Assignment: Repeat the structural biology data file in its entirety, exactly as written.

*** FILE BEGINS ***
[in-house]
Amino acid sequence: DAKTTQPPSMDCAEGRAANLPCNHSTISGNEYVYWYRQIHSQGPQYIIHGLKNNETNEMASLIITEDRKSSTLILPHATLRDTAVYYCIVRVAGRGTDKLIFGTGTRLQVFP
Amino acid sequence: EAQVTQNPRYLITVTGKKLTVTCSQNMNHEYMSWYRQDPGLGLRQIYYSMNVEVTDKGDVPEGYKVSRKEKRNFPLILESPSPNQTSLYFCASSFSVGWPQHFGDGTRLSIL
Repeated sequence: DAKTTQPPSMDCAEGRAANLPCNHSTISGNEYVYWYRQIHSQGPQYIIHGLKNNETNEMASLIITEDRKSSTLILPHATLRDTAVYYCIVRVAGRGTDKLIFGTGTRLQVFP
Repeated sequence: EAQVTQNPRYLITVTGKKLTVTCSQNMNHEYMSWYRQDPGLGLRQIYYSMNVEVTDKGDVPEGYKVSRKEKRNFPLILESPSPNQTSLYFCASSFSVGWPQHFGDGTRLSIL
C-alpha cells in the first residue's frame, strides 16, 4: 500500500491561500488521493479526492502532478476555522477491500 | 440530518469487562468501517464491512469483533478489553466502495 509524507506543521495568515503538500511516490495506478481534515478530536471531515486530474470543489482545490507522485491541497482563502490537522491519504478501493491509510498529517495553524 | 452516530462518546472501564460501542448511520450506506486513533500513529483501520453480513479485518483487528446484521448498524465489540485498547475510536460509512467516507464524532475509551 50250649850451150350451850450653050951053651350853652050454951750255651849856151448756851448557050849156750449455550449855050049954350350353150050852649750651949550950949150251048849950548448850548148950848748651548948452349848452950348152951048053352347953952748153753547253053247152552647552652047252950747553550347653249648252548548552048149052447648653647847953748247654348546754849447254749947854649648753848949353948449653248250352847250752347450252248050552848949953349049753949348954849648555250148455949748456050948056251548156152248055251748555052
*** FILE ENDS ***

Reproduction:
[in-house]
Amino acid sequence: DAKTTQPPSMDCAEGRAANLPCNHSTISGNEYVYWYRQIHSQGPQYIIHGLKNNETNEMASLIITEDRKSSTLILPHATLRDTAVYYCIVRVAGRGTDKLIFGTGTRLQVFP
Amino acid sequence: EAQVTQNPRYLITVTGKKLTVTCSQNMNHEYMSWYRQDPGLGLRQIYYSMNVEVTDKGDVPEGYKVSRKEKRNFPLILESPSPNQTSLYFCASSFSVGWPQHFGDGTRLSIL
Repeated sequence: DAKTTQPPSMDCAEGRAANLPCNHSTISGNEYVYWYRQIHSQGPQYIIHGLKNNETNEMASLIITEDRKSSTLILPHATLRDTAVYYCIVRVAGRGTDKLIFGTGTRLQVFP
Repeated sequence: EAQVTQNPRYLITVTGKKLTVTCSQNMNHEYMSWYRQDPGLGLRQIYYSMNVEVTDKGDVPEGYKVSRKEKRNFPLILESPSPNQTSLYFCASSFSVGWPQHFGDGTRLSIL
C-alpha cells in the first residue's frame, strides 16, 4: 500500500491561500488521493479526492502532478476555522477491500 | 440530518469487562468501517464491512469483533478489553466502495 509524507506543521495568515503538500511516490495506478481534515478530536471531515486530474470543489482545490507522485491541497482563502490537522491519504478501493491509510498529517495553524 | 452516530462518546472501564460501542448511520450506506486513533500513529483501520453480513479485518483487528446484521448498524465489540485498547475510536460509512467516507464524532475509551 50250649850451150350451850450653050951053651350853652050454951750255651849856151448756851448557050849156750449455550449855050049954350350353150050852649750651949550950949150251048849950548448850548148950848748651548948452349848452950348152951048053352347953952748153753547253053247152552647552652047252950747553550347653249648252548548552048149052447648653647847953748247654348546754849447254749947854649648753848949353948449653248250352847250752347450252248050552848949953349049753949348954849648555250148455949748456050948056251548156152248055251748555052